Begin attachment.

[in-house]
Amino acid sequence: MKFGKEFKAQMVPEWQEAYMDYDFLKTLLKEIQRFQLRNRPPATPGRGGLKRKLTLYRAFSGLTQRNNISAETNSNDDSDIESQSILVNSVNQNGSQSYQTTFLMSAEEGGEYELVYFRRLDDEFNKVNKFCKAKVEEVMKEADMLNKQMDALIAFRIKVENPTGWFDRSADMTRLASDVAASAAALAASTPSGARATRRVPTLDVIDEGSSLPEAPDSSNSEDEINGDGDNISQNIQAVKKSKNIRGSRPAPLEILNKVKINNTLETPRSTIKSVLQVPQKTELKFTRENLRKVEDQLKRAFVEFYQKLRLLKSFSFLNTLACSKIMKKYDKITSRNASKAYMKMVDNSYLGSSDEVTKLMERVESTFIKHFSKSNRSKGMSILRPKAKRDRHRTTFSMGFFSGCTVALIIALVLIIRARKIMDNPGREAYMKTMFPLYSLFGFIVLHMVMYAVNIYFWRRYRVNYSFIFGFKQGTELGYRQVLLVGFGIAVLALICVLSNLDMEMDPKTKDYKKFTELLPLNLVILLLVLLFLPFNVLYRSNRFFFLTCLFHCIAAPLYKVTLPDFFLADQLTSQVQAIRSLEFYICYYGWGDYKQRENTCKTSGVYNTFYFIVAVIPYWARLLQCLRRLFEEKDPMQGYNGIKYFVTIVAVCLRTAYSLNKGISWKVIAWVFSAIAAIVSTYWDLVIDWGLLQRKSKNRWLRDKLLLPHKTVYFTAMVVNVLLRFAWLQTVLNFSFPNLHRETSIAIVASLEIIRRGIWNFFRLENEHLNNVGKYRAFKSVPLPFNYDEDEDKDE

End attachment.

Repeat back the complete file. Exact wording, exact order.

[in-house]
Amino acid sequence: MKFGKEFKAQMVPEWQEAYMDYDFLKTLLKEIQRFQLRNRPPATPGRGGLKRKLTLYRAFSGLTQRNNISAETNSNDDSDIESQSILVNSVNQNGSQSYQTTFLMSAEEGGEYELVYFRRLDDEFNKVNKFCKAKVEEVMKEADMLNKQMDALIAFRIKVENPTGWFDRSADMTRLASDVAASAAALAASTPSGARATRRVPTLDVIDEGSSLPEAPDSSNSEDEINGDGDNISQNIQAVKKSKNIRGSRPAPLEILNKVKINNTLETPRSTIKSVLQVPQKTELKFTRENLRKVEDQLKRAFVEFYQKLRLLKSFSFLNTLACSKIMKKYDKITSRNASKAYMKMVDNSYLGSSDEVTKLMERVESTFIKHFSKSNRSKGMSILRPKAKRDRHRTTFSMGFFSGCTVALIIALVLIIRARKIMDNPGREAYMKTMFPLYSLFGFIVLHMVMYAVNIYFWRRYRVNYSFIFGFKQGTELGYRQVLLVGFGIAVLALICVLSNLDMEMDPKTKDYKKFTELLPLNLVILLLVLLFLPFNVLYRSNRFFFLTCLFHCIAAPLYKVTLPDFFLADQLTSQVQAIRSLEFYICYYGWGDYKQRENTCKTSGVYNTFYFIVAVIPYWARLLQCLRRLFEEKDPMQGYNGIKYFVTIVAVCLRTAYSLNKGISWKVIAWVFSAIAAIVSTYWDLVIDWGLLQRKSKNRWLRDKLLLPHKTVYFTAMVVNVLLRFAWLQTVLNFSFPNLHRETSIAIVASLEIIRRGIWNFFRLENEHLNNVGKYRAFKSVPLPFNYDEDEDKDE